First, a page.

And, of course, the National Endowment for the Arts was given more funding than ever by Congress, with the encouragement to use it to push the envelope on new and creative projects. In fact, the President himself said he felt a national mandate to be sure the arts were secure.
This will certainly be remembered as the year when Cincinnati's arts scene finally arrived on the radar of culture seekers across the nation. It happened largely as the result of a marketing campaign funded by a new cigarette tax that voters approved by an overwhelming margin, close on the heels of Ohio's ban on smoking in public places. Said one legislator, standing outside a bar in downtown Cincinnati with a cigar clenched in his teeth, "Where there's smoke, there's money. Let's give some of it to the arts!"
Stable leadership in the visual arts was especially heralded during 2006. With three significant art museums having each recently completed nationally recognized building and expansion projects, the boards of the Cincinnati Art Museum, Taft Museum of Art and the Contemporary Arts Center acknowledged that the key to continued success was continuity of administrators and a clear vision for the future. That's why fans of these institutions cheered when each director was signed to a long-term contract.
A Cincinnati Art Museum leader observed, "We won't take a back seat to any city in Ohio or the rest of America.
We've got the best talent right here, and it's not going anywhere."
That sentiment was echoed at the CAC, where a board member promised, "We've recruited the best administrators and curators from around the country, and we know how to hang on to them."
And at the Taft, former Director Philip Long was brought out of retirement for a project that won recognition from the American Horticultural Society: a re-creation in the Taft gardens using carnations, daisies and roses of Monet's "Water Lilies."
A true theater district took hold this year on Main Street in Over-the-Rhine, as the Cincinnati Playhouse decided to extend its reach into the city's flourishing Arts District. Inspired by the Art Academy of Cincinnati, which made a similar decision a few years earlier with spectacular results and heightened visibility, the Playhouse established a new performance complex in space once occupied by Main Street Brewery and Jump, with contingency plans to expand to vacant bars across the street for shows that audiences will be clamoring to see.
Producing Artistic Director Ed Stern, envying the success of the annual Cincinnati Fringe Festival, announced that his multiple theater spaces would be filled on a continuous basis with "alteractive" performers. "We see the wave of the future," he pointed out during in September, "and we're going to catch it with this move."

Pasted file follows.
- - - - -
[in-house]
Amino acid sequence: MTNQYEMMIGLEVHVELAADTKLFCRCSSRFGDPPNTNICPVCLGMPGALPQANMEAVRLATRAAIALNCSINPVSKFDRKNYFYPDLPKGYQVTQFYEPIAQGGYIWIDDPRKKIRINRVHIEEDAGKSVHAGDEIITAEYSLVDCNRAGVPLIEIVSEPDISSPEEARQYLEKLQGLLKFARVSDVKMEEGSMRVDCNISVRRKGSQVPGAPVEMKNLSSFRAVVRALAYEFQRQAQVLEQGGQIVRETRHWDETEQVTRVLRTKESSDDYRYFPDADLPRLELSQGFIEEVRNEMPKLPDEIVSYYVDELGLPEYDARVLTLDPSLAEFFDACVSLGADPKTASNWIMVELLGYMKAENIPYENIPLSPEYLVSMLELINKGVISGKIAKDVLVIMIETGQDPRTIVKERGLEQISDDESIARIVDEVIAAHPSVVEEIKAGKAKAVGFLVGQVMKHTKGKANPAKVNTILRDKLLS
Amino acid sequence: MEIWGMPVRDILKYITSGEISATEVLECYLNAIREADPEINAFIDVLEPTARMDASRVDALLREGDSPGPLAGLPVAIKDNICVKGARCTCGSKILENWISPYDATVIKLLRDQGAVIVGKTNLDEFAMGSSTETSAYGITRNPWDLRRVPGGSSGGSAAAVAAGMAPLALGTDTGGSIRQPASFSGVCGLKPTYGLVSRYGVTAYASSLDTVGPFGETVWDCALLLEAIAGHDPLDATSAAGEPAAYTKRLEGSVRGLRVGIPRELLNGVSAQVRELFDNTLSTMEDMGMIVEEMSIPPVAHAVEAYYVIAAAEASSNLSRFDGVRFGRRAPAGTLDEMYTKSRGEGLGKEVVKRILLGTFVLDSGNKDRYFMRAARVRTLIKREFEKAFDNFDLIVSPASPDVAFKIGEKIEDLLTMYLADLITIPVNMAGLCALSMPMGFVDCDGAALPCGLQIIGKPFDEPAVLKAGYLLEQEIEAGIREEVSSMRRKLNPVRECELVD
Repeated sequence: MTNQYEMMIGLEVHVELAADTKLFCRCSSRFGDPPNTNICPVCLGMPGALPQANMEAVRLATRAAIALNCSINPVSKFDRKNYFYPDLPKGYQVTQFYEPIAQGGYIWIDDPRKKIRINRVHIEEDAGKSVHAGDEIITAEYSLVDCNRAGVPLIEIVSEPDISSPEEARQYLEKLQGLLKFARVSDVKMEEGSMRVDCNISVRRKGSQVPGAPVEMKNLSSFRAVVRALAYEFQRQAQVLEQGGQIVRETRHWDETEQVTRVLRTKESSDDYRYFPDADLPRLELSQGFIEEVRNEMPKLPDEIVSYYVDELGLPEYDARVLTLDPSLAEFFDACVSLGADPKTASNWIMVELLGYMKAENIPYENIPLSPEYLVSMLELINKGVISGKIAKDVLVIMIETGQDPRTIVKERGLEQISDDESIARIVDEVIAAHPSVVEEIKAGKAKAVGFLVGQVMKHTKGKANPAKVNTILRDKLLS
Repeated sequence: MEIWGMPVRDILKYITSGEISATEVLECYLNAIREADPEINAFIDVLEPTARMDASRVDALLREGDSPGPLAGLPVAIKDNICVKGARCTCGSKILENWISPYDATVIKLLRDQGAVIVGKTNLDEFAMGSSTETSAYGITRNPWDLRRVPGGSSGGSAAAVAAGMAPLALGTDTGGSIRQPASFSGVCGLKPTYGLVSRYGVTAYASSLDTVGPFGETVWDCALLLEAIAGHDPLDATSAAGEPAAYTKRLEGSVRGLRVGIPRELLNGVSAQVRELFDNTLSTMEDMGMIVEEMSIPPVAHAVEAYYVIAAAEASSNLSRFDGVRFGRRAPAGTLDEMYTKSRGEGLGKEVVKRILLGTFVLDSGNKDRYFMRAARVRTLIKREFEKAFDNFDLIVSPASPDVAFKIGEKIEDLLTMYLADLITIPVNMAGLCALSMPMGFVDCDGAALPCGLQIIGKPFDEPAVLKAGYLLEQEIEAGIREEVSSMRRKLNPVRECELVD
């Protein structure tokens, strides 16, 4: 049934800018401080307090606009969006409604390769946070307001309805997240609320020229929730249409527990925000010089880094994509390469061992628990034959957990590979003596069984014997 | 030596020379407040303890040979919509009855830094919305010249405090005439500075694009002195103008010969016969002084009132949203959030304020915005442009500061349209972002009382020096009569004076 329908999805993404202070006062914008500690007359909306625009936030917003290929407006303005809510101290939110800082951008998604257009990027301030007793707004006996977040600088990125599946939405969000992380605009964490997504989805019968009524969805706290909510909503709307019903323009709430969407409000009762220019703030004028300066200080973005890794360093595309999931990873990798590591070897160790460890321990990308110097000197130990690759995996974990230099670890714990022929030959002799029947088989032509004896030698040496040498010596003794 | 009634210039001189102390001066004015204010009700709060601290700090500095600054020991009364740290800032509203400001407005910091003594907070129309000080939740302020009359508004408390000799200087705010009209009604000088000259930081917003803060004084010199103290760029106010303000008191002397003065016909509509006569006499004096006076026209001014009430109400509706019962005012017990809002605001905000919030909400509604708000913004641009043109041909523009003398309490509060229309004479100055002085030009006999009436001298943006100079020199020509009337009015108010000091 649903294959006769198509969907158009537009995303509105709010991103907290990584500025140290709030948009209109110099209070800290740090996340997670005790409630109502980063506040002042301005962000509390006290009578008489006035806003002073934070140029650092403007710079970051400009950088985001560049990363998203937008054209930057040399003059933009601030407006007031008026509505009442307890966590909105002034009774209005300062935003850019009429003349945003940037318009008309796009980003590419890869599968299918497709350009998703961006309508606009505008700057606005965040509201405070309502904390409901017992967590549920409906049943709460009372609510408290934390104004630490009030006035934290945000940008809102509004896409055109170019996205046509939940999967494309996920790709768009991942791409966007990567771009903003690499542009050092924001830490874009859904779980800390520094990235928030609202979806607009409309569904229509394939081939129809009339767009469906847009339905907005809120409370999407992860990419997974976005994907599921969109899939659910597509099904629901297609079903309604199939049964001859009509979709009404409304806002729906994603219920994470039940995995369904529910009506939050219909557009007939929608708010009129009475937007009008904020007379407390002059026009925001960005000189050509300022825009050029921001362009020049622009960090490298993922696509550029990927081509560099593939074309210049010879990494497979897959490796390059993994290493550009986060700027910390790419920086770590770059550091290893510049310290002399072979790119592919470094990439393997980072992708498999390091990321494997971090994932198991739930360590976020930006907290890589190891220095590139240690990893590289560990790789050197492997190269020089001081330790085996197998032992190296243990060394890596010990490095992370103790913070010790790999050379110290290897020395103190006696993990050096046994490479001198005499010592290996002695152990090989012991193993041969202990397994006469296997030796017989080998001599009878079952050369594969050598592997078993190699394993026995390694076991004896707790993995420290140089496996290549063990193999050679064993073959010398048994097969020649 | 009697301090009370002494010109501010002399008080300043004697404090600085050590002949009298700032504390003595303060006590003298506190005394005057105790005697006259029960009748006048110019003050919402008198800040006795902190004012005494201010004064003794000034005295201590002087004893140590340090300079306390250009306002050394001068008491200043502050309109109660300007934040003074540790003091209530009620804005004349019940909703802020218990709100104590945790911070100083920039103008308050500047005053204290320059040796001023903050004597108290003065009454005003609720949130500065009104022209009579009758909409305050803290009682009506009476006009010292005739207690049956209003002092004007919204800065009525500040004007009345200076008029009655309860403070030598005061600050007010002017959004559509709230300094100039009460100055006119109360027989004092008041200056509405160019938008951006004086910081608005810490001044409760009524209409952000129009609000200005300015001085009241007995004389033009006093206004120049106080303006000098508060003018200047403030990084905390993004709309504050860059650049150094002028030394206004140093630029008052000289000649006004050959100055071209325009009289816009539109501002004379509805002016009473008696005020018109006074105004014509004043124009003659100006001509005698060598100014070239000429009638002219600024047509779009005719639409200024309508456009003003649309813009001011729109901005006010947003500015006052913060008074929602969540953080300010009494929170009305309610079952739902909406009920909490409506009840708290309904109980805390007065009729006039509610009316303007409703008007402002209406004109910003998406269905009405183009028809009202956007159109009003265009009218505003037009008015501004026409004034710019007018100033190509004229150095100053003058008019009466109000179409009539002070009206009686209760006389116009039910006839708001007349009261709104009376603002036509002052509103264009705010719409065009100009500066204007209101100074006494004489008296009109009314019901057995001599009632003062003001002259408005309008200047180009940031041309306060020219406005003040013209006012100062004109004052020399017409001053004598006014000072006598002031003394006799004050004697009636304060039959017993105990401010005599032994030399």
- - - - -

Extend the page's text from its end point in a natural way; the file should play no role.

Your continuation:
Yes, in 2006, Cincinnati's "Little Off Broadway" was born!
Over-the-Rhine finally realized the dream of the "T" district CityBeat has advocated for a decade when the Cincinnati Symphony Orchestra decided to move its performances to the refurbished Emery Theater, a facility originally built for the orchestra in the 1920s. Maestro Paavo Jarvi exclaimed, "This is the hall we were meant to play in! We're overjoyed to be back where we belong."
With one more arts anchor in OTR, CityBeat Editor John Fox proclaimed, "We've finally crossed the 'T' in the Arts District."
The CSO's departure from Music Hall caused a few furrowed brows, but they turned to broad smiles when public radio station WVXU announced that Garrison Keillor's popular weekly Prairie Home Companion broadcast would move from the Fitzgerald Theatre in St. Paul, Minn., to historic Music Hall, a venue that Keillor claimed was the best in America. Said Cincinnati Public Radio President Richard Eiswerth, "We know we can fill every seat in that hall every Saturday night. In fact, we've told the Cincinnati Opera they might have to give up on Saturday evening performances because we'll be needing the hall for PHC all summer long."
That was OK with the Opera's General Director Patty Beggs, who became a local hero when she shared the news that Texaco, longtime funder of the Metropolitan Opera radio broadcasts, would contribute $150 million to build a new opera house on The Banks. 3CDC President Steve Leeper was so excited about culture coming to the riverfront that he proposed moving a sports stadium to create space for the opera hall or at least converting it into a stage where thousands of local opera fans could once again enjoy outdoor performances.
Several area theater companies created productions that were picked up for performance in other areas. Cincinnati Shakespeare's staging of Macbeth headed north to Ontario's Stratford Shakespeare Festival, whose artistic director said, "Why would we bother to create a new Mac when we can bring one like this?" Ensemble Theatre dedicated an entire season to musical fairytales created over the years by David Kisor and Joseph McDonough, and a theatrical producer from Disney bought up the rights wholesale to be able to stage productions in theme parks and perhaps on Broadway.
Know Theatre won the first ever MacArthur Prize for genius in the theater for its staging of all 365 short plays by Pulitzer Prize winner Suzan-Lori Parks. Finally, the entire senior class of musical theater majors from UC's College-Conservatory of Music was hired as the company for a second Broadway revival of A Chorus Line, directed by Tony Award winner John Doyle, in which the dancers played musical instruments while running on treadmills.
As a result of all this expanded arts activity, CityBeat decided in the fall to add a second weekly issue to ensure comprehensive coverage. At that point The Cincinnati Enquirer said "uncle" and gave up on arts coverage altogether, though readers hardly noticed. ©